I believe that the Bible never requires me to bear false witness about God’s creation. [Drews’s emphasis]
I reject the idea that evolution and Christianity are always and must be in opposition to each other. I reject the notion that if the scientific theory of evolution is true, then Christianity must be false. I reject the idea that people who accept evolution must be atheists. I reject the idea that the scientific theory of evolution fundamentally denies the idea of God the Creator. I reject the idea that evolution and Christian faith are inevitably in conflict with each other and cannot be reconciled.
Next to these great beliefs, a biological theory seems pretty unimportant. That impression is correct. Do I “Believe in Evolution” like I believe in the Resurrection of Jesus Christ? Absolutely not! I accept the Theory of Evolution like I use the Quadratic Formula; they are both useful for a certain class of problems that I sometimes have to solve. I certainly do not place my eternal life and soul in the care of a scientific theory or a mathematical formula. I am no atheist. I place my entire being in the hands of God Almighty through his Son, Jesus Christ.
Do you sense here a motivation for the paper? Anyway, it’s a ludicrous endeavor, and shame on PLoS ONE for publishing it. If that journal is in the business of publishing scientific tests of fictitious Bible stories, let’s see some papers like these:
- An investigation of whether any natural force could make the wheels simultaneously fall off the chariots of an entire army. After all, Exodus 14 says, “And it came to pass, that in the morning watch the LORD looked unto the host of the Egyptians through the pillar of fire and of the cloud, and troubled the host of the Egyptians, and took off their chariot wheels, that they drave them heavily. . “
- A refutation of the idea that the wind posited by Drews and Han could have produced the scenario given in the Bible, which calls for waters rising above the reef on both sides: “. . and the waters were a wall unto them on their right hand, and on their left.” After all, the diagram of Drews and Han shows no “wall” of water on either side, but waters lower than the “crossing” reef on both sides, but which gradually rise up with distance on one side and not the other—the scenario a strong wind would produce.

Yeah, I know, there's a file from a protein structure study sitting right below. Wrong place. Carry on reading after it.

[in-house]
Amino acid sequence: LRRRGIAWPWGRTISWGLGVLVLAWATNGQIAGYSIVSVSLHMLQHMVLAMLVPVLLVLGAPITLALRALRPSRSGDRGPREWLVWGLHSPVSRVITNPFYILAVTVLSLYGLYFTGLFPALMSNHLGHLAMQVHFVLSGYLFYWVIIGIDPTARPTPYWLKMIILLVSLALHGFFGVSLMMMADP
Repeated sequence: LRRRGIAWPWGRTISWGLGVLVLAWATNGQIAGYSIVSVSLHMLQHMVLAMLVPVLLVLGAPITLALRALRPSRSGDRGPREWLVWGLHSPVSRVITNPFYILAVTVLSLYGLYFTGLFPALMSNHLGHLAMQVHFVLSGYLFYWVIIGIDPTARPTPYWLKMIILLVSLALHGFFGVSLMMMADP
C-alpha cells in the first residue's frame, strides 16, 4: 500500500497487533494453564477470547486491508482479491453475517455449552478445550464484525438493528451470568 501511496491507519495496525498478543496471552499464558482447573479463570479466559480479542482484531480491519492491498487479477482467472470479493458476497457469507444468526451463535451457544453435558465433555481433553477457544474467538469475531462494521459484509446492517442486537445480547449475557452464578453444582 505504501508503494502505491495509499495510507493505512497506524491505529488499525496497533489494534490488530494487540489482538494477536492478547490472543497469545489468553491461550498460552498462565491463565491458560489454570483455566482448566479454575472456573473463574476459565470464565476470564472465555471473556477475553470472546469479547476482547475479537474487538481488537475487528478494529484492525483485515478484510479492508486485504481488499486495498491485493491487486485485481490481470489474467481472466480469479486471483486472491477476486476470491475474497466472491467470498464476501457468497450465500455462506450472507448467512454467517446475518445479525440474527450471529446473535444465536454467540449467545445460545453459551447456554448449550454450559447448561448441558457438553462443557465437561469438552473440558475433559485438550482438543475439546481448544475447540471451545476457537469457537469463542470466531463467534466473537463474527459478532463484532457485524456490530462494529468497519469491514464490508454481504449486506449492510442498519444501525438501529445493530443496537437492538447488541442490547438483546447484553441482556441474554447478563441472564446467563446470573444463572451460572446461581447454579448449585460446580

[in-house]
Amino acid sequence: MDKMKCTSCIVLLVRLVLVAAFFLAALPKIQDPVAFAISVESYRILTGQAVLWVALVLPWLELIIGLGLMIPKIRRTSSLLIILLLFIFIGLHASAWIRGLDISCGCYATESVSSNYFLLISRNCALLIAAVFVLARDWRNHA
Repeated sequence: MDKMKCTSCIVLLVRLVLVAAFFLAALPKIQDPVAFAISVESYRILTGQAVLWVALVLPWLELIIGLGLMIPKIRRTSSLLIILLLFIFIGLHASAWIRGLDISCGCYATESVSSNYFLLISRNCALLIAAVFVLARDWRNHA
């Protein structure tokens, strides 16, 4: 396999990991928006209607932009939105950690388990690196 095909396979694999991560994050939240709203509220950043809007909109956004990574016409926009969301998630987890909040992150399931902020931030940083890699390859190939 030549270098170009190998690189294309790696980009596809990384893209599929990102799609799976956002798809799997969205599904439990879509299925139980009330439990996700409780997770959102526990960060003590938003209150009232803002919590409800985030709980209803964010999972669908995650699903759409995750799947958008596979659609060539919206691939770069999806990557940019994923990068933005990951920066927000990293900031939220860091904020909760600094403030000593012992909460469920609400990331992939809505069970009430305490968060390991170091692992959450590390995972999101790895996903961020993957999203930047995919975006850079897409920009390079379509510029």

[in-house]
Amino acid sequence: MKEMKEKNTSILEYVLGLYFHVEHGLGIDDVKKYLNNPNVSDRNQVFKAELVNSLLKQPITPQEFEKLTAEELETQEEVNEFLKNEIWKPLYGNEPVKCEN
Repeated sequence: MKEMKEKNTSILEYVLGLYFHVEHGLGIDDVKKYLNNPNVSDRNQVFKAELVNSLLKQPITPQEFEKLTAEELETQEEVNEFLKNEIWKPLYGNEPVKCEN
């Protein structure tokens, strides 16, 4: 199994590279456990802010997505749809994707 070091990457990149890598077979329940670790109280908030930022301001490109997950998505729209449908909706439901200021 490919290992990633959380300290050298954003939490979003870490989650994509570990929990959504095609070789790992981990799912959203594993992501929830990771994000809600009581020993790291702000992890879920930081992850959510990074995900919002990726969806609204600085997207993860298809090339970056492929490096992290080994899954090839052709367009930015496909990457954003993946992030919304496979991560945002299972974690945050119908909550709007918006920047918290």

- A scientific study of whether there is historical evidence for a mass exodus of Jews from Egypt to the Sinai around 1200 BC. Oh, wait—that’s already been done. There isn‘t any evidence.
Given the lack of historical evidence for an Exodus, why is PLoS ONE in the business of publishing papers supporting its likelihood, especially when the scenario of Drews and Han doesn’t correspond at all to the scenario described in the Old Testament? After all, if you’re going to support a story, how can you justify picking those parts of the story that could have happened, and ignoring those that couldn’t? What about those walls of water on either side of the Israelites?
This is a huge embarrassment for the journal. But I predict that, rather than apologizing for their bad judgment, the editors will—as they did for Darwinius—defend their actions. And that will open the floodgates for a whole host of Jebus-scientists to publish “technically sound” defenses of the Bible.
Don’t miss Exodus 14 in The LOLcat Bible.